The glacially produced features and numerous fossils found in the ancient limestone bedrock are one of the park's biggest attractions. Four hundred million years ago, most of the United States was covered by a shallow saline sea. It was during this period
that the limestone strata at Clark Reservation were laid down. These layers of limestone contain the fossil remains of plants and animals which lived millions of years ago, including honeycomb and horn corals, brachiopods, and sponges.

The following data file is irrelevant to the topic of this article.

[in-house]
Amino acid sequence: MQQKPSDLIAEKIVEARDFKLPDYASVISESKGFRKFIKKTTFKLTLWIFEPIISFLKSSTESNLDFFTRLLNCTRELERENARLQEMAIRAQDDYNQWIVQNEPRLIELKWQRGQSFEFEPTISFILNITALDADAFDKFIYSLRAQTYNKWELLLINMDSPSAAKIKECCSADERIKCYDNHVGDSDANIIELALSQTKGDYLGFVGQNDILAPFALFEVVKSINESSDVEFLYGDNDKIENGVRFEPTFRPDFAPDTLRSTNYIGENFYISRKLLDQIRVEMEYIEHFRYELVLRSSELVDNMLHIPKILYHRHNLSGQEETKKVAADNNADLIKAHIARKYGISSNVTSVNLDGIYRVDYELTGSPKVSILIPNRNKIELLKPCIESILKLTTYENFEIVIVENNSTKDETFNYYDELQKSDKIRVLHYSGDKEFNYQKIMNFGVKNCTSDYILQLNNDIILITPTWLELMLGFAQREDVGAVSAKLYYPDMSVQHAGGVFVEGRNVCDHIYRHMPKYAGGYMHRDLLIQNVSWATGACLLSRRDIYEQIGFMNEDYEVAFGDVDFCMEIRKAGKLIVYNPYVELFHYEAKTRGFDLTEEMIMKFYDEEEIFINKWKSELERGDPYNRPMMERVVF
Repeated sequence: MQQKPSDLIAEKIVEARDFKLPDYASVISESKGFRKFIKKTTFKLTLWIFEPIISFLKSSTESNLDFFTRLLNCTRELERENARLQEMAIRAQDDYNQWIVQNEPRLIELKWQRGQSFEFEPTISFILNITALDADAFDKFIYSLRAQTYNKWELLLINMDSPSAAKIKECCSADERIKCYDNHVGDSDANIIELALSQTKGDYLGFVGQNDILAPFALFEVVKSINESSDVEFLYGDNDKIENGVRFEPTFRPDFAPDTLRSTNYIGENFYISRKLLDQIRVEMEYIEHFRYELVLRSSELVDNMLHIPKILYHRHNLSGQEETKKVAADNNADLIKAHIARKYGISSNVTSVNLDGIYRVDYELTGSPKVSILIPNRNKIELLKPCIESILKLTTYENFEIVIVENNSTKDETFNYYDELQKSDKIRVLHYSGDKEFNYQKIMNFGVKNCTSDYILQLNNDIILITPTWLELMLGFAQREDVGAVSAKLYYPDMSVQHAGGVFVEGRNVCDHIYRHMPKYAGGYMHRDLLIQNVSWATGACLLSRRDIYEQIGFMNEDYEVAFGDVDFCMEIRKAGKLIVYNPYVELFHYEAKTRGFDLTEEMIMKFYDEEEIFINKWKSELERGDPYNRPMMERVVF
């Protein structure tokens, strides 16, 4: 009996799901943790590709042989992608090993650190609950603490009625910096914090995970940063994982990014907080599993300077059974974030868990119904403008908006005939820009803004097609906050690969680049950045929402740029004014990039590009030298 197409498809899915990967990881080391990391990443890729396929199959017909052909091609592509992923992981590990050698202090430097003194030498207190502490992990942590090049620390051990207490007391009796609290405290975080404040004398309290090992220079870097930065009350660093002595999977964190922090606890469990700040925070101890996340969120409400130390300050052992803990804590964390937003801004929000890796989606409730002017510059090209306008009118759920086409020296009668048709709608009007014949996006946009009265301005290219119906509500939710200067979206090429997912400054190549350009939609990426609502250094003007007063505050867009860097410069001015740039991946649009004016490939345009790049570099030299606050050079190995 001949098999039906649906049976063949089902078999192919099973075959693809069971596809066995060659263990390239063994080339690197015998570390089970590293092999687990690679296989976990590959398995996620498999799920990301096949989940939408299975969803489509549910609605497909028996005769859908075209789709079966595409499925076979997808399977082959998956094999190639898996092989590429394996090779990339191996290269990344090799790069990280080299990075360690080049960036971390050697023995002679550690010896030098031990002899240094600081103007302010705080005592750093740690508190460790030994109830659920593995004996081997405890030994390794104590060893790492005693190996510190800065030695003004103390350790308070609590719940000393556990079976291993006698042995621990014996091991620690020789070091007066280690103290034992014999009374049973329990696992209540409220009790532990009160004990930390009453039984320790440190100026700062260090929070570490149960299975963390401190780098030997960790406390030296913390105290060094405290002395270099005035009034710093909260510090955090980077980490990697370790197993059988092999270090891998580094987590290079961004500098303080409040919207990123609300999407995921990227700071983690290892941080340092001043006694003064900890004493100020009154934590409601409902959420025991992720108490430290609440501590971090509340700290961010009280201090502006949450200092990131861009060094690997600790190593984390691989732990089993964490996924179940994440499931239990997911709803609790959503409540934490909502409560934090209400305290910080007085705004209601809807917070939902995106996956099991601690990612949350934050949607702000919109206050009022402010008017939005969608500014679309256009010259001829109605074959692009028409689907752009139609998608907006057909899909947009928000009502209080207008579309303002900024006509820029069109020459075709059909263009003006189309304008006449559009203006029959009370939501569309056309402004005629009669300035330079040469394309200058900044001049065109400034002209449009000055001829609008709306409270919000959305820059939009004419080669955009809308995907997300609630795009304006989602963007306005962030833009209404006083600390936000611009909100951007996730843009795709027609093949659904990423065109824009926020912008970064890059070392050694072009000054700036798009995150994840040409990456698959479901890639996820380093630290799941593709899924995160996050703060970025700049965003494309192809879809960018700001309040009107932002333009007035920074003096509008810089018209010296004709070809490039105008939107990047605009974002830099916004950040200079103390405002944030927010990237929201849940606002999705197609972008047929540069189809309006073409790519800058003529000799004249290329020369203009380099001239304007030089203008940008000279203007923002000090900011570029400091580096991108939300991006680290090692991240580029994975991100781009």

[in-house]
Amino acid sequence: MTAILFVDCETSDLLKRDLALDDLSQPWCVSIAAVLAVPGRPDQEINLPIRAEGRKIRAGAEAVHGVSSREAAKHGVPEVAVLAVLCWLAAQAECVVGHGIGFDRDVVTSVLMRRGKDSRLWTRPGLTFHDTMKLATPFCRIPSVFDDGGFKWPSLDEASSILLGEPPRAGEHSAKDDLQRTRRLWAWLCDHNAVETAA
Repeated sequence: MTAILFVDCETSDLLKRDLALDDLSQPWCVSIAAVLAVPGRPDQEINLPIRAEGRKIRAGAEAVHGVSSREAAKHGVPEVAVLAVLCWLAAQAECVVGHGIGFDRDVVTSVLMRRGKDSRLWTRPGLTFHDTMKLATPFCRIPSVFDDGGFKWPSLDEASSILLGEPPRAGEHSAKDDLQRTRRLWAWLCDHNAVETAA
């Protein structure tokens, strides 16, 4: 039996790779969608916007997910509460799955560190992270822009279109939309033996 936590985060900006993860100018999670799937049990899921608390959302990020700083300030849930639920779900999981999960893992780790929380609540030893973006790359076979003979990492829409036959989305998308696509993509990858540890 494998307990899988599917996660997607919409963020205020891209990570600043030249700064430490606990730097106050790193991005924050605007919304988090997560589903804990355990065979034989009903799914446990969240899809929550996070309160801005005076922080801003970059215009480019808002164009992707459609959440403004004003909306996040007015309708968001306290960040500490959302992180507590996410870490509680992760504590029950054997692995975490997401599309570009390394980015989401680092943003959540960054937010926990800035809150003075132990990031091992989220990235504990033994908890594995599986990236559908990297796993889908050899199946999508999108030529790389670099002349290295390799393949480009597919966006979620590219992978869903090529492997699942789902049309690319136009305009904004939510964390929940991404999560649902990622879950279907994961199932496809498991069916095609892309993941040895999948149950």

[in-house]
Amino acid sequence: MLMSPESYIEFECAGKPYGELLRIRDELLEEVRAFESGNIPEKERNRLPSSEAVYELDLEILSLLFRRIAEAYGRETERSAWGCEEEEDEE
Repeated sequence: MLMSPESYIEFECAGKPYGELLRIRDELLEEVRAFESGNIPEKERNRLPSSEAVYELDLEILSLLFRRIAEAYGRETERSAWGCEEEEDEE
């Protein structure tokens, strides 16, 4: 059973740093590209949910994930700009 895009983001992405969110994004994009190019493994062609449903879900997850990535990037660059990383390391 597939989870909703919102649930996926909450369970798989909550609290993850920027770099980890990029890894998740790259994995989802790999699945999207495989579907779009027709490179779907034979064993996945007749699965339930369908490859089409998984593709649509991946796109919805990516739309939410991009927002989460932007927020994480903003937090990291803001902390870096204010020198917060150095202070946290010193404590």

More recently, about 20,000 years ago, the last of several glacial advances occurred in this area. A mile-thick ice sheet extended from Canada to Pennsylvania. About 10,000 years ago, this glacier began to retreat. During its recession, meltwater torrents carved out spectacular features at Clark Reservation, including the glacial plunge pool basin (containing the lake) and a system of amphitheaters and ravines. Geologists speculate that the glacial waterfall contained a volume of water greater than the American Falls at Niagara. The lake which occupies the plunge basin is classified as a glacial cataract lake, and is one of the finest examples of its kind in eastern North America.